A Common Redpoll at a nyjer feeder,

If you feed birds, you must clean your feeders regularly and thoroughly to prevent the spread of disease. Clean and disinfect feeders often, one or two times a month should be sufficient. Use nine parts warm water to one part household bleach to thoroughly disinfect your feeders.

Here are some of my suggestions if you are new to feeding birds, or you would like to try something different and fun!

I’ve given some links, for informational purposes only. I particularly like Droll Yankees feeders, which I know well because I’ve won eight of them from Ray Brown’s Talkin’ Birds radio show (the Mystery Bird segment). Their feeders are good quality, withstand Alberta’s extreme elements very well, and are made in the United States. But I’m not sponsored by or an affiliate of either Droll Yankees or Amazon or any other store.


If you want to offer only one type of seeds to birds, black-oil sunflower seeds are the way to go! Black-oil sunflower seeds are fairly inexpensive, especially when bought in bulk. Black-oil sunflower seeds are easier for birds to open than the striped sunflower seeds, and the kernel is larger too. Sunflower seeds can be put in a hopper-, tray-, or tube-feeders, or on the ground. You can also buy the sunflowers seeds hulled, it’s a little more expensive, but it reduces the waste on the ground and it’s also a big treat for the birds.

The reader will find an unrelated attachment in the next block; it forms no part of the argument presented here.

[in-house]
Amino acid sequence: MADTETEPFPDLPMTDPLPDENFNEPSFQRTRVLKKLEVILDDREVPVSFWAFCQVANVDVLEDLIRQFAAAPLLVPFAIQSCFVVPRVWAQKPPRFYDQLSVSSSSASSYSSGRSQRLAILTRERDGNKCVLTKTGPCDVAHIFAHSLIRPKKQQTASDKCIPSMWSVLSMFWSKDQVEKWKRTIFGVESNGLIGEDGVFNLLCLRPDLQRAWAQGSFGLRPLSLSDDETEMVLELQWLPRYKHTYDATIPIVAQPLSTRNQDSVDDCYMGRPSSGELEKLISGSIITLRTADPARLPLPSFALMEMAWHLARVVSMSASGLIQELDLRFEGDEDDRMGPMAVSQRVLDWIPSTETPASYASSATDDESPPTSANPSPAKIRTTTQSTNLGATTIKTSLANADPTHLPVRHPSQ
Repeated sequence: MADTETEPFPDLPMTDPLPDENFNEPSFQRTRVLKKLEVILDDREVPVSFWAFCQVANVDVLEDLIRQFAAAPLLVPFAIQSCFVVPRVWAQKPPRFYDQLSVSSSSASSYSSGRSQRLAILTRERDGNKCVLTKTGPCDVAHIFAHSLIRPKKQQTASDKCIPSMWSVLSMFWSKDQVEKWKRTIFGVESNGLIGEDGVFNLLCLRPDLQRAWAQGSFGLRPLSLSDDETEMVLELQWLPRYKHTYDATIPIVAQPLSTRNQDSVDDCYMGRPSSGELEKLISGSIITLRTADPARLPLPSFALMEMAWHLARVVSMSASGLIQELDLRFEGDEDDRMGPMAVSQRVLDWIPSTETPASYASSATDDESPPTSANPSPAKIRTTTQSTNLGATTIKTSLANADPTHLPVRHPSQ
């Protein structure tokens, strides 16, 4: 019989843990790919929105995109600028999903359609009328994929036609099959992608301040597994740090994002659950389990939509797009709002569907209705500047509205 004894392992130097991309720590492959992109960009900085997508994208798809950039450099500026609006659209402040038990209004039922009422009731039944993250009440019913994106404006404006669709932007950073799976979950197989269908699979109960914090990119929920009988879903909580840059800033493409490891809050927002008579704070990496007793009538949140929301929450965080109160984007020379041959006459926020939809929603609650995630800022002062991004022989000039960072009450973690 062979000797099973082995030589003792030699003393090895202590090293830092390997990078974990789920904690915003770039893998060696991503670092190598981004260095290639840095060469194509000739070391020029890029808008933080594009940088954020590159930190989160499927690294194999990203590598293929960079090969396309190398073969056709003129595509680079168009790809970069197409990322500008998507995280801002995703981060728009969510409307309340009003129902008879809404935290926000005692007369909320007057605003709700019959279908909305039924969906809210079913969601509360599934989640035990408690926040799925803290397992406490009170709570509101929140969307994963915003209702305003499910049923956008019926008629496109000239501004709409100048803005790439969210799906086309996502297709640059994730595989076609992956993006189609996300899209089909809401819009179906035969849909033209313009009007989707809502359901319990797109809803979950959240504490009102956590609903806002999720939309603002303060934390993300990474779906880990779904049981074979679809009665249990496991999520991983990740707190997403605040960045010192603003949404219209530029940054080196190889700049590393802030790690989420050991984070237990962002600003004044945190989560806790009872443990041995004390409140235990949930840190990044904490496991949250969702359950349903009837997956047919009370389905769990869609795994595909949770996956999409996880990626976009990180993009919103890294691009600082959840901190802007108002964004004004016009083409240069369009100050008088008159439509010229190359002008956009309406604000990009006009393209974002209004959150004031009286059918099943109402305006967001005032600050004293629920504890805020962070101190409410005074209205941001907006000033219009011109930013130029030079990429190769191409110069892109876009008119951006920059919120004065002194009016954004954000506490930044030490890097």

Nyjer (thistle) seed is a favorite among finches, although it can be expensive. It is a small black seed, and is best put in a nyjer feeder or a nyjer sock. You don’t have to worry about Nyjer seed sprouting because it is heat-treated, but it can go rancid or moldy quickly in wet weather, so it’s more economical to buy in small bags and keep it dry.

Some seed mixes are better than others. Talk to other birders in your area to see what they have to recommend. Cheap mixes are usually not the best quality, with lots of filler that birds don’t like, such as red millet and milo. The better mixes have sunflower seeds, peanuts, white millet, and cracked corn. There are also some specialty online stores where you can custom-make your mixed-seed blend.